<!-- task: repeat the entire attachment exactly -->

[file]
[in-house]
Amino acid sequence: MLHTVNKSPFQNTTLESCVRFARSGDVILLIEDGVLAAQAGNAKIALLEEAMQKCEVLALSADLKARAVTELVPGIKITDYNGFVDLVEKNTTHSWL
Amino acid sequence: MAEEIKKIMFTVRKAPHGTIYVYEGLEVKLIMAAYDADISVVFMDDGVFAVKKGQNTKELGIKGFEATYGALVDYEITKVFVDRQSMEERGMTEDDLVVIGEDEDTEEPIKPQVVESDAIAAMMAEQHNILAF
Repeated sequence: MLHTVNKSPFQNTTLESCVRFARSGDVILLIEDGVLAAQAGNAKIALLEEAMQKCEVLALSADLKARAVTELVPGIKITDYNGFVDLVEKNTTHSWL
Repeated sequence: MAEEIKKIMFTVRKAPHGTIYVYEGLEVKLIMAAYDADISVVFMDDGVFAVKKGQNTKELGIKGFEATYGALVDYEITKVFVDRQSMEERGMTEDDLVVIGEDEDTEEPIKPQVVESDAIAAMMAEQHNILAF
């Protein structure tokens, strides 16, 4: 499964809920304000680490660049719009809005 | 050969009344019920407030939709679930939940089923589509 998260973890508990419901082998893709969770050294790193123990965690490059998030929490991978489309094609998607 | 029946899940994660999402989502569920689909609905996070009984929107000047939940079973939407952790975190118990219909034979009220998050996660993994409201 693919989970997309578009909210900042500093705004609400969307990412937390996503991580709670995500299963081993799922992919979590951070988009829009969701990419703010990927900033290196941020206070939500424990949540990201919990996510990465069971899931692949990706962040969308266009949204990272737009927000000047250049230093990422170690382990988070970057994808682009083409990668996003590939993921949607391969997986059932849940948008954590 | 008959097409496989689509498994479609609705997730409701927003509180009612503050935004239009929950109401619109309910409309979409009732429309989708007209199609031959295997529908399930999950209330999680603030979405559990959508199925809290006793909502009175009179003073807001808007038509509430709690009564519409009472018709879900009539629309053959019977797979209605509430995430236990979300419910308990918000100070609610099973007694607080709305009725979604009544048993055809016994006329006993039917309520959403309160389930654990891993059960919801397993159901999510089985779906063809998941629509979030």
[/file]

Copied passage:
[in-house]
Amino acid sequence: MLHTVNKSPFQNTTLESCVRFARSGDVILLIEDGVLAAQAGNAKIALLEEAMQKCEVLALSADLKARAVTELVPGIKITDYNGFVDLVEKNTTHSWL
Amino acid sequence: MAEEIKKIMFTVRKAPHGTIYVYEGLEVKLIMAAYDADISVVFMDDGVFAVKKGQNTKELGIKGFEATYGALVDYEITKVFVDRQSMEERGMTEDDLVVIGEDEDTEEPIKPQVVESDAIAAMMAEQHNILAF
Repeated sequence: MLHTVNKSPFQNTTLESCVRFARSGDVILLIEDGVLAAQAGNAKIALLEEAMQKCEVLALSADLKARAVTELVPGIKITDYNGFVDLVEKNTTHSWL
Repeated sequence: MAEEIKKIMFTVRKAPHGTIYVYEGLEVKLIMAAYDADISVVFMDDGVFAVKKGQNTKELGIKGFEATYGALVDYEITKVFVDRQSMEERGMTEDDLVVIGEDEDTEEPIKPQVVESDAIAAMMAEQHNILAF
């Protein structure tokens, strides 16, 4: 499964809920304000680490660049719009809005 | 050969009344019920407030939709679930939940089923589509 998260973890508990419901082998893709969770050294790193123990965690490059998030929490991978489309094609998607 | 029946899940994660999402989502569920689909609905996070009984929107000047939940079973939407952790975190118990219909034979009220998050996660993994409201 693919989970997309578009909210900042500093705004609400969307990412937390996503991580709670995500299963081993799922992919979590951070988009829009969701990419703010990927900033290196941020206070939500424990949540990201919990996510990465069971899931692949990706962040969308266009949204990272737009927000000047250049230093990422170690382990988070970057994808682009083409990668996003590939993921949607391969997986059932849940948008954590 | 008959097409496989689509498994479609609705997730409701927003509180009612503050935004239009929950109401619109309910409309979409009732429309989708007209199609031959295997529908399930999950209330999680603030979405559990959508199925809290006793909502009175009179003073807001808007038509509430709690009564519409009472018709879900009539629309053959019977797979209605509430995430236990979300419910308990918000100070609610099973007694607080709305009725979604009544048993055809016994006329006993039917309520959403309160389930654990891993059960919801397993159901999510089985779906063809998941629509979030």